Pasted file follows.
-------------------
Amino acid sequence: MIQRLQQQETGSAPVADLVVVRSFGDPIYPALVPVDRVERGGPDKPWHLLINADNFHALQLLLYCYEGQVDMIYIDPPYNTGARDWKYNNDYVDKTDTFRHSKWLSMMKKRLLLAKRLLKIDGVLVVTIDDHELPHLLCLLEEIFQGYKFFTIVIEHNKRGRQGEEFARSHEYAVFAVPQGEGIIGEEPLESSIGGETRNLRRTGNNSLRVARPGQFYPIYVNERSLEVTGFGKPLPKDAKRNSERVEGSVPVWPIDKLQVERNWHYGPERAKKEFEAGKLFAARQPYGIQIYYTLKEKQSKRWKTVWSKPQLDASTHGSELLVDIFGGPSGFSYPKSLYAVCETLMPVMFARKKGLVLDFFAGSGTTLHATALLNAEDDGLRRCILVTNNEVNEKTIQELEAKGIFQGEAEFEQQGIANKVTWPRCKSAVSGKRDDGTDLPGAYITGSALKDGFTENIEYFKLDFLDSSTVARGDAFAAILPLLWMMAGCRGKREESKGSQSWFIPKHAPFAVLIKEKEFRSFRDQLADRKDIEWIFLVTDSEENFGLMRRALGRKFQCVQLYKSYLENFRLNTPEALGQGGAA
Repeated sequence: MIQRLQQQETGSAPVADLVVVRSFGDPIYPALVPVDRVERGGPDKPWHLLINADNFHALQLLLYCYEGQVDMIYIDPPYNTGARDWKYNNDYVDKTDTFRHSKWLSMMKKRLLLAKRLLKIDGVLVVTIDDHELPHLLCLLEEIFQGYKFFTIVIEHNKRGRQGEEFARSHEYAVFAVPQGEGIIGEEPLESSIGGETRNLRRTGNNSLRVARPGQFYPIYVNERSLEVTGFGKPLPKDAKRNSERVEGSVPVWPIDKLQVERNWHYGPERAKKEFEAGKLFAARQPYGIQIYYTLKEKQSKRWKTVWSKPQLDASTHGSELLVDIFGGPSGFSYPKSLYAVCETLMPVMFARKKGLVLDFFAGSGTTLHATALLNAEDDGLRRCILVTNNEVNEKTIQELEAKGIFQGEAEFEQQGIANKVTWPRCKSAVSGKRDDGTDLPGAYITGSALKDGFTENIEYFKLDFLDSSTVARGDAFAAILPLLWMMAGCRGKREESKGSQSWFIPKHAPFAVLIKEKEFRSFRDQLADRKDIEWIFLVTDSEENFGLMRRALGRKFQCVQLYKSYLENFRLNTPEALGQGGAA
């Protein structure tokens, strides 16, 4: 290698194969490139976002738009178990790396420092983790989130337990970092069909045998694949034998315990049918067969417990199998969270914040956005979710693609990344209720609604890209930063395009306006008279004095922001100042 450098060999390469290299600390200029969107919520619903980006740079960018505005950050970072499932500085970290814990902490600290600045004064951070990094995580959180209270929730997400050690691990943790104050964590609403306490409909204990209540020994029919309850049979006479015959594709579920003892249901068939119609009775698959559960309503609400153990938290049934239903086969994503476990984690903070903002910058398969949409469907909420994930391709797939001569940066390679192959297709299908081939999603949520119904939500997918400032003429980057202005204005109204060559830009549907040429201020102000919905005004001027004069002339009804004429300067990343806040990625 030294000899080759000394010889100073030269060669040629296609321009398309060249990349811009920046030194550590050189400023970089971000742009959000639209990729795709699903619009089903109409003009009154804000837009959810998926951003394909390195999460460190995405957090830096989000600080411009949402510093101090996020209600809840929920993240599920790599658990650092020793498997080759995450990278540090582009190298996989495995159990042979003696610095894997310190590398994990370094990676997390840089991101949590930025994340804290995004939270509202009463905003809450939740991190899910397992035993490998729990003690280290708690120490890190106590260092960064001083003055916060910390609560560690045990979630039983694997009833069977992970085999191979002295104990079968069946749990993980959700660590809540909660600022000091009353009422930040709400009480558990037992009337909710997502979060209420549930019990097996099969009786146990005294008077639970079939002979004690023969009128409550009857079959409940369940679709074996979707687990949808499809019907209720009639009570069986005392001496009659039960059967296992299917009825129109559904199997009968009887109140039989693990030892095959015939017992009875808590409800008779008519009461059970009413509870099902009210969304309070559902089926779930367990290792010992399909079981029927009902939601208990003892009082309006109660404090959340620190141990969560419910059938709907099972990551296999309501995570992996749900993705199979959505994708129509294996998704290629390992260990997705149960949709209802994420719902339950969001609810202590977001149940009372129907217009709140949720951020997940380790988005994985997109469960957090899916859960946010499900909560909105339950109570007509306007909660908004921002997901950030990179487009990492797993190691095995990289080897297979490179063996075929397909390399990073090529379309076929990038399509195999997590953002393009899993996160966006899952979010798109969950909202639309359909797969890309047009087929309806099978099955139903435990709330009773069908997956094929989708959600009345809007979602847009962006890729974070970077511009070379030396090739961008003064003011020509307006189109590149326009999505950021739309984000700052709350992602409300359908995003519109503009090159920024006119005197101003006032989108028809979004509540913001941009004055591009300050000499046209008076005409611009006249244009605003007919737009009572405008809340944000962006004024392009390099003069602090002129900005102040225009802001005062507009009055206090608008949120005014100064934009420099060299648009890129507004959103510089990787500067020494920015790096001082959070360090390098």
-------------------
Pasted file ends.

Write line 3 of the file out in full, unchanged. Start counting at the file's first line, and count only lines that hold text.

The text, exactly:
């Protein structure tokens, strides 16, 4: 290698194969490139976002738009178990790396420092983790989130337990970092069909045998694949034998315990049918067969417990199998969270914040956005979710693609990344209720609604890209930063395009306006008279004095922001100042 450098060999390469290299600390200029969107919520619903980006740079960018505005950050970072499932500085970290814990902490600290600045004064951070990094995580959180209270929730997400050690691990943790104050964590609403306490409909204990209540020994029919309850049979006479015959594709579920003892249901068939119609009775698959559960309503609400153990938290049934239903086969994503476990984690903070903002910058398969949409469907909420994930391709797939001569940066390679192959297709299908081939999603949520119904939500997918400032003429980057202005204005109204060559830009549907040429201020102000919905005004001027004069002339009804004429300067990343806040990625 030294000899080759000394010889100073030269060669040629296609321009398309060249990349811009920046030194550590050189400023970089971000742009959000639209990729795709699903619009089903109409003009009154804000837009959810998926951003394909390195999460460190995405957090830096989000600080411009949402510093101090996020209600809840929920993240599920790599658990650092020793498997080759995450990278540090582009190298996989495995159990042979003696610095894997310190590398994990370094990676997390840089991101949590930025994340804290995004939270509202009463905003809450939740991190899910397992035993490998729990003690280290708690120490890190106590260092960064001083003055916060910390609560560690045990979630039983694997009833069977992970085999191979002295104990079968069946749990993980959700660590809540909660600022000091009353009422930040709400009480558990037992009337909710997502979060209420549930019990097996099969009786146990005294008077639970079939002979004690023969009128409550009857079959409940369940679709074996979707687990949808499809019907209720009639009570069986005392001496009659039960059967296992299917009825129109559904199997009968009887109140039989693990030892095959015939017992009875808590409800008779008519009461059970009413509870099902009210969304309070559902089926779930367990290792010992399909079981029927009902939601208990003892009082309006109660404090959340620190141990969560419910059938709907099972990551296999309501995570992996749900993705199979959505994708129509294996998704290629390992260990997705149960949709209802994420719902339950969001609810202590977001149940009372129907217009709140949720951020997940380790988005994985997109469960957090899916859960946010499900909560909105339950109570007509306007909660908004921002997901950030990179487009990492797993190691095995990289080897297979490179063996075929397909390399990073090529379309076929990038399509195999997590953002393009899993996160966006899952979010798109969950909202639309359909797969890309047009087929309806099978099955139903435990709330009773069908997956094929989708959600009345809007979602847009962006890729974070970077511009070379030396090739961008003064003011020509307006189109590149326009999505950021739309984000700052709350992602409300359908995003519109503009090159920024006119005197101003006032989108028809979004509540913001941009004055591009300050000499046209008076005409611009006249244009605003007919737009009572405008809340944000962006004024392009390099003069602090002129900005102040225009802001005062507009009055206090608008949120005014100064934009420099060299648009890129507004959103510089990787500067020494920015790096001082959070360090390098």